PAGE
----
COGNITIVE PROCESSES

"Linear Effects of Cognitive Response to Advertising" by Percy and Lautman examines reactions to television commercials in an information processing framework. Mere specifically, it illustrates the practical application to copytesting of a theory, i.e., that cognitive processes mediate affective and conative reactions to advertising, and a measurement technique, i.e., the quantification of cognitive reactions by content analysis of verbatim protocols (cf. Wright 1973, Olson and Muderrisoglu 1979, and Mitchell 1980).

It is common for advertising agencies to utilize nondirected free elicitation procedures to obtain verbatim protocols from subjects who have viewed an advertisement of commercial. Typical open-ended questions are "what went through your mind as you watched the commercial?" (or looked at the ad) and "Tell me in your own words what the advertisement said and showed." It also is common for the coding or content analysis of such protocols to be simplistic and atheoretical. For example, an analyst might count the number of respondents who: mentioned various executional elements, actions or characteristics; played back messages, stated the brand name, and made evaluative comments about the brand or execution. In copytesting research, the codes and coding procedures usually are not carefully defined, and the reliability is not measured.

In short, the content analysis of open ended verbatims generated from copytests could be, should be and probably will be improved in the future. The paper by Percy and Lautman suggests one approach, i.e., the coding of support arguments. There are, of course, many other analytic possibilities not only for coding of different types of mediating cognitions but also for linguistic analysis and the measurement of nonverbal factors such as voice pitch and response time.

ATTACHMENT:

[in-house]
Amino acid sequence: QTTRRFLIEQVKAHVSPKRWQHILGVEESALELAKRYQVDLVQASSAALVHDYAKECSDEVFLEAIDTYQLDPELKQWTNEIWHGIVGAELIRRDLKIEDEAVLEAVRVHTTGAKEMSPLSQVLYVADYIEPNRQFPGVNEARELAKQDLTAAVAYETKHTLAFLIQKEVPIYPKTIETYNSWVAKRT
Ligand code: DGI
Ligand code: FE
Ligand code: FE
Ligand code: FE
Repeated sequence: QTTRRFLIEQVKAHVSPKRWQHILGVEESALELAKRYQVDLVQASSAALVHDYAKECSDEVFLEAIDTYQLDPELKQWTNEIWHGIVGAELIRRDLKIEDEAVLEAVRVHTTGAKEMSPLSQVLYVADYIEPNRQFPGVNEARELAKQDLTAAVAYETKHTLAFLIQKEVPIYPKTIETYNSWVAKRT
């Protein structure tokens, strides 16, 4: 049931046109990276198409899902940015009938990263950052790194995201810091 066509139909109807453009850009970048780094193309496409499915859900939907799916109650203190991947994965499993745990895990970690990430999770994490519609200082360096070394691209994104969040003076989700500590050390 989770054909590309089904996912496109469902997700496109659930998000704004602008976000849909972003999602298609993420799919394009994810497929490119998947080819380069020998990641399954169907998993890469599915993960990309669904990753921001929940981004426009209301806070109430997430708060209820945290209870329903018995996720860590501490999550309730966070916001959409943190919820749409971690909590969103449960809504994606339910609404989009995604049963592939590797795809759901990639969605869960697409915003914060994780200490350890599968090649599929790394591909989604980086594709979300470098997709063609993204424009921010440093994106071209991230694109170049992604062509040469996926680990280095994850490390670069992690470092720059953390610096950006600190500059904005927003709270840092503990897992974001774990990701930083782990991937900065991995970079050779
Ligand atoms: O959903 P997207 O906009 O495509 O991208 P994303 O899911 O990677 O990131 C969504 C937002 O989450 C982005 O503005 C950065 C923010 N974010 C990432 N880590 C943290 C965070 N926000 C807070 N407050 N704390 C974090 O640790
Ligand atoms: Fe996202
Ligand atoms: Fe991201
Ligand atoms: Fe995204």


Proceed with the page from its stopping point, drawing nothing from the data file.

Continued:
There is an unanswered question about the Percy and Lautman data that is relevant to the implications of the study for copytesting. Respondents were shown a commercial for a well known brand which they had been told to watch very carefully and then asked to relate all of their thoughts while viewing the commercial. The number of support arguments elicited for each respondent was counted, and it was found that as the number of support arguments offered by a respondent increased so did her positive attitude toward the brand and her intention to buy. It is not clear what influence a viewer's prior exposure to advertising, product experience, and pre-existing knowledge, attitude and behavioral intentions with regard to the brand had on her cognitive processing of the commercial and the number of support arguments that she produced. For example, preexisting favorable intentions to buy may have led both to more support arguments and to a high post-viewing intention to buy rating. If copy testers are to evaluate and compare advertisements for established brands in a cognitive processing framework, then the influence of prior experience will need to be controlled or sorted out from the influence of the advertisements.